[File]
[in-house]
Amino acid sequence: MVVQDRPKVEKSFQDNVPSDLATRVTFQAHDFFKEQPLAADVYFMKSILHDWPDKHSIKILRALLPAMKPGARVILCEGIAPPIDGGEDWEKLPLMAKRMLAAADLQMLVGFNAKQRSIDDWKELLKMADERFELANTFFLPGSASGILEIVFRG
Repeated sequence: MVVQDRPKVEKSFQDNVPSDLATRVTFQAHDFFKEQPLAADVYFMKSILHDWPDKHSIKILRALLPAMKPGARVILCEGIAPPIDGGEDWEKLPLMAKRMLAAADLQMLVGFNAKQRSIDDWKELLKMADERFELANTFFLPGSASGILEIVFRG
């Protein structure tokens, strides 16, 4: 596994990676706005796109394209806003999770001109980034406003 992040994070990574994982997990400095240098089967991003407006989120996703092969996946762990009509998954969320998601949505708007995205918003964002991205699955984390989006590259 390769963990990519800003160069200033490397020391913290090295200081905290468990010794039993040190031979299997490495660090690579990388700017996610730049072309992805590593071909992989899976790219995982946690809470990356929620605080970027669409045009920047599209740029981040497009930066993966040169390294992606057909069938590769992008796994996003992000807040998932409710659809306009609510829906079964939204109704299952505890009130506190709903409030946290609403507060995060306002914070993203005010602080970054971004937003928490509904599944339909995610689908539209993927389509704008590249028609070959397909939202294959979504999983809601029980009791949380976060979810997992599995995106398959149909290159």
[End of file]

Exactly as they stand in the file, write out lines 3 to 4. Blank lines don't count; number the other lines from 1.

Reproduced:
Repeated sequence: MVVQDRPKVEKSFQDNVPSDLATRVTFQAHDFFKEQPLAADVYFMKSILHDWPDKHSIKILRALLPAMKPGARVILCEGIAPPIDGGEDWEKLPLMAKRMLAAADLQMLVGFNAKQRSIDDWKELLKMADERFELANTFFLPGSASGILEIVFRG
């Protein structure tokens, strides 16, 4: 596994990676706005796109394209806003999770001109980034406003 992040994070990574994982997990400095240098089967991003407006989120996703092969996946762990009509998954969320998601949505708007995205918003964002991205699955984390989006590259 390769963990990519800003160069200033490397020391913290090295200081905290468990010794039993040190031979299997490495660090690579990388700017996610730049072309992805590593071909992989899976790219995982946690809470990356929620605080970027669409045009920047599209740029981040497009930066993966040169390294992606057909069938590769992008796994996003992000807040998932409710659809306009609510829906079964939204109704299952505890009130506190709903409030946290609403507060995060306002914070993203005010602080970054971004937003928490509904599944339909995610689908539209993927389509704008590249028609070959397909939202294959979504999983809601029980009791949380976060979810997992599995995106398959149909290159």